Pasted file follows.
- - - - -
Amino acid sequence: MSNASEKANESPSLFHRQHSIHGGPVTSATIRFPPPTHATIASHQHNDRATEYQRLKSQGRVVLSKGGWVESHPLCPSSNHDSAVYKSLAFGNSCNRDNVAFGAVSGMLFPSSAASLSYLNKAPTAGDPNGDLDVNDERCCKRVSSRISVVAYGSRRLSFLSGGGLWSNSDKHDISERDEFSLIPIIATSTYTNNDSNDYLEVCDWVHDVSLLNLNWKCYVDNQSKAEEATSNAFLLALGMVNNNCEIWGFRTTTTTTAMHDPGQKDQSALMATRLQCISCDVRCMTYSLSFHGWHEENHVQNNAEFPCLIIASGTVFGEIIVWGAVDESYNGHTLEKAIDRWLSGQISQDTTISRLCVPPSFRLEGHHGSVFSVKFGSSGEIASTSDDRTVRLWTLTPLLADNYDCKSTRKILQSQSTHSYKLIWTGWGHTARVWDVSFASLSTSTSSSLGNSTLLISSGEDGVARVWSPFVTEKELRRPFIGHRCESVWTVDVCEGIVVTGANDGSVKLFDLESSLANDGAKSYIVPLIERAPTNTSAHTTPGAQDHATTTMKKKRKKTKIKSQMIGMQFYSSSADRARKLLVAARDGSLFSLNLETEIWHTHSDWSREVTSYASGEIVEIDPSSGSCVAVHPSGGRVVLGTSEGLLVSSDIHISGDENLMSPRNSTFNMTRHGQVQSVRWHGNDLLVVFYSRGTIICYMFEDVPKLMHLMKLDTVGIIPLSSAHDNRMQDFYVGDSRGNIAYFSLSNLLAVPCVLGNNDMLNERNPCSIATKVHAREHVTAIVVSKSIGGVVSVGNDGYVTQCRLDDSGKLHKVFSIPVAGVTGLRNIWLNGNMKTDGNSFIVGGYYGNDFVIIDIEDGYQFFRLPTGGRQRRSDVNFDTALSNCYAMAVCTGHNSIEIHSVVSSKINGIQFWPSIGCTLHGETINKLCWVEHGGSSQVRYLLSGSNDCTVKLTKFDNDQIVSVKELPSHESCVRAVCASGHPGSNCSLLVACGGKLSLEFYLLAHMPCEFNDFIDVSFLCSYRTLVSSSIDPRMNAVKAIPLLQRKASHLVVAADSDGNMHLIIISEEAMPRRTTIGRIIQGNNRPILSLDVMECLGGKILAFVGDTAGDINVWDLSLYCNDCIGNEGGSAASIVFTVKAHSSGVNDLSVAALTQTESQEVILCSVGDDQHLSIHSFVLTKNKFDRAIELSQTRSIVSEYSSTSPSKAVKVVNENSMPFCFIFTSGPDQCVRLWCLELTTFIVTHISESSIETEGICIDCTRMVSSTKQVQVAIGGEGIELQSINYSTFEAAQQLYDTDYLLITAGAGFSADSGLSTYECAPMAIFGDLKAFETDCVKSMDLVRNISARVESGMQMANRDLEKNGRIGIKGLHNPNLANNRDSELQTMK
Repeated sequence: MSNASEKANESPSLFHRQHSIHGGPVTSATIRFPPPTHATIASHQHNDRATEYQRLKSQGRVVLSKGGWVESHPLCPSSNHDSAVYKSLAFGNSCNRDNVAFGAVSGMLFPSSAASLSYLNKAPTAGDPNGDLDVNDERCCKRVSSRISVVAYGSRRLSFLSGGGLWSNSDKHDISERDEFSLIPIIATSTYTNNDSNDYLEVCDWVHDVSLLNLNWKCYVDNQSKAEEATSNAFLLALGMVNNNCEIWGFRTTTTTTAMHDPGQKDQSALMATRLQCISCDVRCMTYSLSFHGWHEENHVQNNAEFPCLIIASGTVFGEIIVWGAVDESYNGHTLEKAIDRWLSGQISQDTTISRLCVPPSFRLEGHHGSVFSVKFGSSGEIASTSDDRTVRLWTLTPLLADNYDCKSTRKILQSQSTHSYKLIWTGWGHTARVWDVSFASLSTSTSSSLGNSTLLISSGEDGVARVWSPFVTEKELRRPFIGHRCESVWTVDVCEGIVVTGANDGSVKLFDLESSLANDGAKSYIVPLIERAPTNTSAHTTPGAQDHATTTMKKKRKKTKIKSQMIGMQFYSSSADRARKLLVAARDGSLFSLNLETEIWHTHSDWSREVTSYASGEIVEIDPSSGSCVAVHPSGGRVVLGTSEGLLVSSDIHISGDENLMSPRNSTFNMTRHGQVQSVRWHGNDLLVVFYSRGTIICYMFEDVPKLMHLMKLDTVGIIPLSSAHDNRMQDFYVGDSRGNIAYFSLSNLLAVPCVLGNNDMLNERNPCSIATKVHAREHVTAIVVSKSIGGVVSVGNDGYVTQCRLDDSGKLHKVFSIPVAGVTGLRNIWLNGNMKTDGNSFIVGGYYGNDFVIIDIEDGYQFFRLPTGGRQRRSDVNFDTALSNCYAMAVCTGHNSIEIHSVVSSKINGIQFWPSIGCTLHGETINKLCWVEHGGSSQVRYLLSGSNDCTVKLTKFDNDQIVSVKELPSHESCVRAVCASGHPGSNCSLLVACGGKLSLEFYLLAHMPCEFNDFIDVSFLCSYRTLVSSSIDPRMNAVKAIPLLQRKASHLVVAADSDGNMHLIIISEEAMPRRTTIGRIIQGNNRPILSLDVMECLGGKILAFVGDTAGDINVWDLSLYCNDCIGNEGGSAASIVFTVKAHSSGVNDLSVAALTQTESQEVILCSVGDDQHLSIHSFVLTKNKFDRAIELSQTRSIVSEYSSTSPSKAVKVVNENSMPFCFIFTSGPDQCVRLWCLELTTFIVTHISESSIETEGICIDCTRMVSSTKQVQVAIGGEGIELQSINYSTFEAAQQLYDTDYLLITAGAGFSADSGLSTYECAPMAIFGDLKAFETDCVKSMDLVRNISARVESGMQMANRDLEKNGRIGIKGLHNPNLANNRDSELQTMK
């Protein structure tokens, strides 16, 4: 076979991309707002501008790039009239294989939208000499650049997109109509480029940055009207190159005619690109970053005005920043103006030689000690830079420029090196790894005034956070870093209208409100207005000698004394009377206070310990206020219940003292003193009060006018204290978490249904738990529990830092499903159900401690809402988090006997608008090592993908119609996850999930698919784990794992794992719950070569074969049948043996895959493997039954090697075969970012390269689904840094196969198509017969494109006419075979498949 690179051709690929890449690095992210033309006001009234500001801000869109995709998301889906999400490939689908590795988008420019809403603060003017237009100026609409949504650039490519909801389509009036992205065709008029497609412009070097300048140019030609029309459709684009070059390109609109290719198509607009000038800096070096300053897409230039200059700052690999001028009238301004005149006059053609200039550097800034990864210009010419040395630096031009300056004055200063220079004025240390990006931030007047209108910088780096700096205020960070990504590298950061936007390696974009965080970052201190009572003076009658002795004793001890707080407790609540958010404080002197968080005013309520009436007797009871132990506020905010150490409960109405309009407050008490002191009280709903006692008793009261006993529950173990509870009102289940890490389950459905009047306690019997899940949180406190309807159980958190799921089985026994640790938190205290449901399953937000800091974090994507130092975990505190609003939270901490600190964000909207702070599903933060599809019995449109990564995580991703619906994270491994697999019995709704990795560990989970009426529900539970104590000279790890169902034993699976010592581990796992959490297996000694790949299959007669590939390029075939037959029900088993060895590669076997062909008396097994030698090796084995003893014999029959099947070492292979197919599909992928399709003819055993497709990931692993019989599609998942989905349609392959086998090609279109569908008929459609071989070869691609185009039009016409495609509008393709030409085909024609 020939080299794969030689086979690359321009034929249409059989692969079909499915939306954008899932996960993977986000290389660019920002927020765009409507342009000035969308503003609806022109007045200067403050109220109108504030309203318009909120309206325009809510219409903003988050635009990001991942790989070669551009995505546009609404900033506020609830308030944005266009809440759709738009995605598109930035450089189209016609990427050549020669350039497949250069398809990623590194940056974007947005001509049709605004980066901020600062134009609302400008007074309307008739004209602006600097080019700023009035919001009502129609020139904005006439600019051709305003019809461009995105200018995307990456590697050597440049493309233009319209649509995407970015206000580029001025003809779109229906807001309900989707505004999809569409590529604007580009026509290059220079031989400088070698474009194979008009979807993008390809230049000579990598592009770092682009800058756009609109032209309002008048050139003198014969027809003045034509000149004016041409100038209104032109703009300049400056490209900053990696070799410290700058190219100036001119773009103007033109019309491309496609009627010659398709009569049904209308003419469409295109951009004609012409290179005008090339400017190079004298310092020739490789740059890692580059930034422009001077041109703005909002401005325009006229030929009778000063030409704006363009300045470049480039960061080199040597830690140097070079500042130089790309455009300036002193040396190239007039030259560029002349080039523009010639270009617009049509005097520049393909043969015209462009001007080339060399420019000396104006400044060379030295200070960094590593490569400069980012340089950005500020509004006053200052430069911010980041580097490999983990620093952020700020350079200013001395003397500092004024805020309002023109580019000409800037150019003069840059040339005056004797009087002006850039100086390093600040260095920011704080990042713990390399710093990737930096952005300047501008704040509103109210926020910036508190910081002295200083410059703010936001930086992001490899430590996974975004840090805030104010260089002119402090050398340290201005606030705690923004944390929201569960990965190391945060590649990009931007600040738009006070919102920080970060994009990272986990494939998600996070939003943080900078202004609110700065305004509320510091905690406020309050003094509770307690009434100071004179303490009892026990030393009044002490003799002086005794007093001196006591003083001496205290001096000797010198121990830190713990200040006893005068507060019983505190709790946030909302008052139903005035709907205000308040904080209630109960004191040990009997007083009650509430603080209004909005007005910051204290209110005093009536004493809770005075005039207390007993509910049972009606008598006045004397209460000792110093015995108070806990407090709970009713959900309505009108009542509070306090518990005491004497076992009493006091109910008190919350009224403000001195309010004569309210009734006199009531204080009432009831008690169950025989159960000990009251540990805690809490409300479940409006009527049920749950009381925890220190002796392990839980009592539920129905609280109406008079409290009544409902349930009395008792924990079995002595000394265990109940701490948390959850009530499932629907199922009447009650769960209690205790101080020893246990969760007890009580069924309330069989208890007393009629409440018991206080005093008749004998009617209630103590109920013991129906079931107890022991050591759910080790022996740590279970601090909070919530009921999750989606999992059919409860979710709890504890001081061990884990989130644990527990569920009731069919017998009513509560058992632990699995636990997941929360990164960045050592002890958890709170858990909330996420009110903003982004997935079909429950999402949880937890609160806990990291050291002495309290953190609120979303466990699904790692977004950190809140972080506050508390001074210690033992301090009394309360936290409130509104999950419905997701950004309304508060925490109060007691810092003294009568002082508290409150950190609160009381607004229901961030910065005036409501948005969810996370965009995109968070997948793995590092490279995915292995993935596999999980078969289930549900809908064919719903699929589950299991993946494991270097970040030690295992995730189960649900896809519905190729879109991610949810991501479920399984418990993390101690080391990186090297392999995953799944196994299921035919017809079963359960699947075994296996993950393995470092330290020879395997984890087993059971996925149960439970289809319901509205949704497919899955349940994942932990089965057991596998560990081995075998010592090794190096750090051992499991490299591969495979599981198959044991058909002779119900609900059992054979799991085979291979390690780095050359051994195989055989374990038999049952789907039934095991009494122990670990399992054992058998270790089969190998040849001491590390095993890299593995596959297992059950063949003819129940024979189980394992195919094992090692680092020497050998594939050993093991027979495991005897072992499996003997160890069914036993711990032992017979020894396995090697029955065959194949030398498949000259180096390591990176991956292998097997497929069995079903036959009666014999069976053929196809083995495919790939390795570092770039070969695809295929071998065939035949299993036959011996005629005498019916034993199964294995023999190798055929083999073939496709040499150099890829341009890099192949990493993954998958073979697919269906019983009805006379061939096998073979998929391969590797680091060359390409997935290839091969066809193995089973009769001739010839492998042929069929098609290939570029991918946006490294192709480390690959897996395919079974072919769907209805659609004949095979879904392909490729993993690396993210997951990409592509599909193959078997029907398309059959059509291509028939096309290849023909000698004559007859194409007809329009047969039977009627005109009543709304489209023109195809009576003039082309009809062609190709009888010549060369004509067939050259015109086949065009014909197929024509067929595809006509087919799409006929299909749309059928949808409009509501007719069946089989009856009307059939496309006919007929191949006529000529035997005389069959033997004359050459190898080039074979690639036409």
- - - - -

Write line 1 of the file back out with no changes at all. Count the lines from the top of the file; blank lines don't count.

Amino acid sequence: MSNASEKANESPSLFHRQHSIHGGPVTSATIRFPPPTHATIASHQHNDRATEYQRLKSQGRVVLSKGGWVESHPLCPSSNHDSAVYKSLAFGNSCNRDNVAFGAVSGMLFPSSAASLSYLNKAPTAGDPNGDLDVNDERCCKRVSSRISVVAYGSRRLSFLSGGGLWSNSDKHDISERDEFSLIPIIATSTYTNNDSNDYLEVCDWVHDVSLLNLNWKCYVDNQSKAEEATSNAFLLALGMVNNNCEIWGFRTTTTTTAMHDPGQKDQSALMATRLQCISCDVRCMTYSLSFHGWHEENHVQNNAEFPCLIIASGTVFGEIIVWGAVDESYNGHTLEKAIDRWLSGQISQDTTISRLCVPPSFRLEGHHGSVFSVKFGSSGEIASTSDDRTVRLWTLTPLLADNYDCKSTRKILQSQSTHSYKLIWTGWGHTARVWDVSFASLSTSTSSSLGNSTLLISSGEDGVARVWSPFVTEKELRRPFIGHRCESVWTVDVCEGIVVTGANDGSVKLFDLESSLANDGAKSYIVPLIERAPTNTSAHTTPGAQDHATTTMKKKRKKTKIKSQMIGMQFYSSSADRARKLLVAARDGSLFSLNLETEIWHTHSDWSREVTSYASGEIVEIDPSSGSCVAVHPSGGRVVLGTSEGLLVSSDIHISGDENLMSPRNSTFNMTRHGQVQSVRWHGNDLLVVFYSRGTIICYMFEDVPKLMHLMKLDTVGIIPLSSAHDNRMQDFYVGDSRGNIAYFSLSNLLAVPCVLGNNDMLNERNPCSIATKVHAREHVTAIVVSKSIGGVVSVGNDGYVTQCRLDDSGKLHKVFSIPVAGVTGLRNIWLNGNMKTDGNSFIVGGYYGNDFVIIDIEDGYQFFRLPTGGRQRRSDVNFDTALSNCYAMAVCTGHNSIEIHSVVSSKINGIQFWPSIGCTLHGETINKLCWVEHGGSSQVRYLLSGSNDCTVKLTKFDNDQIVSVKELPSHESCVRAVCASGHPGSNCSLLVACGGKLSLEFYLLAHMPCEFNDFIDVSFLCSYRTLVSSSIDPRMNAVKAIPLLQRKASHLVVAADSDGNMHLIIISEEAMPRRTTIGRIIQGNNRPILSLDVMECLGGKILAFVGDTAGDINVWDLSLYCNDCIGNEGGSAASIVFTVKAHSSGVNDLSVAALTQTESQEVILCSVGDDQHLSIHSFVLTKNKFDRAIELSQTRSIVSEYSSTSPSKAVKVVNENSMPFCFIFTSGPDQCVRLWCLELTTFIVTHISESSIETEGICIDCTRMVSSTKQVQVAIGGEGIELQSINYSTFEAAQQLYDTDYLLITAGAGFSADSGLSTYECAPMAIFGDLKAFETDCVKSMDLVRNISARVESGMQMANRDLEKNGRIGIKGLHNPNLANNRDSELQTMK